How to: Overwinter Your Annuals
Annuals offer fast growing, bright blooms, if only for a single season. When cold weather arrives, we tend to say farewell to our beloved annuals until we can replace them the next year. But what if we didn’t have to? Yes, as their name implies, annuals are known to last a single growing season, so it seems impossible to keep them alive longer than their allotted time. But, if we overwinter our annuals, we might just be able to enjoy them for years and years to come.
What is Overwintering?
Overwintering is the process of bringing annuals indoors to protect plants from frost damage as a result of freezing temperatures. Frost damage is detrimental to annuals and bringing them into our homes can prolong our plant’s life beyond a single season. While overwintering annuals feels a bit like bypassing the system, it is a lot easier than it seems and, because you are growing them yourself, can even save you money!
Examples of annuals that overwinter easily:
When Should You Bring Annuals Inside?
When overwintering annuals, timing is key! If we try to transport our plants too early, they could miss out on potential nutrients. On the flipside, if we try to transport them too late, our annuals may have already kicked the bucket. At the first sign of a light frost, our annuals begin to make nutrients in an attempt to survive the cold weather. This is a great time to begin the overwintering process because the available nutrients that would have otherwise gone to waste outdoors will help plants survive indoors instead.
Grooming Your Annuals
When our annuals have dead, dried out leaves, this means our plants are spending a lot of their time, energy, and nutrients on healing that particular unhealthy area. The best way to ensure your annuals survive the winter is to trim them substantially before repotting them. Groom your plants and remove any dead leaves; this is where a lot of the disease is and removing these leaves will ensure your plant focuses its energy on new, healthy growth. When overwintering a flowering plant, like Geranium, you can also cut off the flower itself, as this will ensure your plant is sending its nutrients to establish a healthy root system. Another thing to be on the lookout for is pests. If you notice any bugs crawling on the surface of your soil, you will want to inspect the leaves thoroughly before overwintering to avoid harming your other indoor plants.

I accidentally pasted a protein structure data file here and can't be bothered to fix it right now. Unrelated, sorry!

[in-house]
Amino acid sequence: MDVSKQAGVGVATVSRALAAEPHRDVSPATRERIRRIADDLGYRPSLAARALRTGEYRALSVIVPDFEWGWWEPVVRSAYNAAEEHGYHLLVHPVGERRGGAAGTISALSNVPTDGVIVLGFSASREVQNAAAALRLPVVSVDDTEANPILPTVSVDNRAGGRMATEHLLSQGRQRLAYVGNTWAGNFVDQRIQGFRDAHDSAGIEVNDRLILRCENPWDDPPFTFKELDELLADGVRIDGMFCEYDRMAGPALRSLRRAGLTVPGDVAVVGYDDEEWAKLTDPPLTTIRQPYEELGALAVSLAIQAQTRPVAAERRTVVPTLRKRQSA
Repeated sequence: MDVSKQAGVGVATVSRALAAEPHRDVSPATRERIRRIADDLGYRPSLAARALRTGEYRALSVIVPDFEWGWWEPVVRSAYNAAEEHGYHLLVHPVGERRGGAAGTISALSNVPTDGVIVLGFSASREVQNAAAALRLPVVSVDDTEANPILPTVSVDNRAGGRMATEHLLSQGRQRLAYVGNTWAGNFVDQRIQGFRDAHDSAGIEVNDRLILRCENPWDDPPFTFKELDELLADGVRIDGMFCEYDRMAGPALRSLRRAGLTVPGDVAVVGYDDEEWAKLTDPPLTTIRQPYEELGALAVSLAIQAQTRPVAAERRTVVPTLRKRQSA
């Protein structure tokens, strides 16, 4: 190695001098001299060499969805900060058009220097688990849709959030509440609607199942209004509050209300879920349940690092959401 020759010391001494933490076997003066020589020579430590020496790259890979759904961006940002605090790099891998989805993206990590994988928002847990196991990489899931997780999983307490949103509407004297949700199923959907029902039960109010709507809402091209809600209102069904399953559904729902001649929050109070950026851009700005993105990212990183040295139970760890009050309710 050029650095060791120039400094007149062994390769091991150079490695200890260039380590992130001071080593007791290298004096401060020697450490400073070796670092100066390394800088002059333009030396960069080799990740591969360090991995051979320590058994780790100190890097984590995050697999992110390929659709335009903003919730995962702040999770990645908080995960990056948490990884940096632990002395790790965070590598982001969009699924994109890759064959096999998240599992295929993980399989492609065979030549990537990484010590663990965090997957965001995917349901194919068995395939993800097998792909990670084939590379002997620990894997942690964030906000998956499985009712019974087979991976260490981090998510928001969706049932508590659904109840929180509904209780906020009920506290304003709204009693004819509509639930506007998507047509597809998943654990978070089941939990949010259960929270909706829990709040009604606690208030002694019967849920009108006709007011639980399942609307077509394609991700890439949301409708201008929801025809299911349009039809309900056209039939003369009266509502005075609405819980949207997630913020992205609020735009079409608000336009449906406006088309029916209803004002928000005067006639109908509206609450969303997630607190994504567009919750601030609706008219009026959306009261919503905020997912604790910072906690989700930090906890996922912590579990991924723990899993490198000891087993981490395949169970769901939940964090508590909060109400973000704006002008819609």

When repotting your annuals, you will want to take your plant’s specific needs into consideration. Different plant species have different soil and container needs. Succulents and cacti, for example, do best in terracotta pots and well-drained soil. While many annuals will need to be repotted into the soil, some cuttings, like that of the coleus, can be placed directly into a cup of water and will sprout roots ready for planting by next spring.
Tip: Covering your plants with plastic helps retain moisture when indoors
Location, Location, Location
This step is pretty simple. Your annuals need lots of sunlight in order to survive the winter season, and so placing your plants in the brightest spot of your home will ensure they thrive. A windowsill that receives plenty of bright light will do!
Caring for Indoor Annuals
The good news is, your annuals will technically go dormant during the winter months, and so caring for them is relatively simple. Because they are inside, you will not need to water them as much as you normally would and, because they won’t be growing as much as they would outside, you will not need to add any fertilizer.
Who says we can only enjoy our annuals for one growing season? When temperatures dip, this does not mean we have to say goodbye to our plants. Overwintering can seem like a daunting task, but we hope these tips demystify the process and help you enjoy your annuals for many years ahead.
For more information on how to overwinter annuals, visit Patuxent Nursery today and chat with one of our many helpful plant specialists!